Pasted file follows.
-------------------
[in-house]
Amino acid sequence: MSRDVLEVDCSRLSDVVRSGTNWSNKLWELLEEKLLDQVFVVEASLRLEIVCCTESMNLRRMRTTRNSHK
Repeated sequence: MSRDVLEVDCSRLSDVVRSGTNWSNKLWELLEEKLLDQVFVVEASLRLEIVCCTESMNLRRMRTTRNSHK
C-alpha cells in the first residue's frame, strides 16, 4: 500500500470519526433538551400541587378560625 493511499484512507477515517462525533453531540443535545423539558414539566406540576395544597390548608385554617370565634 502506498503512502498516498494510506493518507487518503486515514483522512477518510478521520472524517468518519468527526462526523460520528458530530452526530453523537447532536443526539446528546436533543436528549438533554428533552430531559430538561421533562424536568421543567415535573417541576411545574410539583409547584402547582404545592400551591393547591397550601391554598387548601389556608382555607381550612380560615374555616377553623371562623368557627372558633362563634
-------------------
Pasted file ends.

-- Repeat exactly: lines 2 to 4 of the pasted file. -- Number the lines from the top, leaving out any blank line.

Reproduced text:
Amino acid sequence: MSRDVLEVDCSRLSDVVRSGTNWSNKLWELLEEKLLDQVFVVEASLRLEIVCCTESMNLRRMRTTRNSHK
Repeated sequence: MSRDVLEVDCSRLSDVVRSGTNWSNKLWELLEEKLLDQVFVVEASLRLEIVCCTESMNLRRMRTTRNSHK
C-alpha cells in the first residue's frame, strides 16, 4: 500500500470519526433538551400541587378560625 493511499484512507477515517462525533453531540443535545423539558414539566406540576395544597390548608385554617370565634 502506498503512502498516498494510506493518507487518503486515514483522512477518510478521520472524517468518519468527526462526523460520528458530530452526530453523537447532536443526539446528546436533543436528549438533554428533552430531559430538561421533562424536568421543567415535573417541576411545574410539583409547584402547582404545592400551591393547591397550601391554598387548601389556608382555607381550612380560615374555616377553623371562623368557627372558633362563634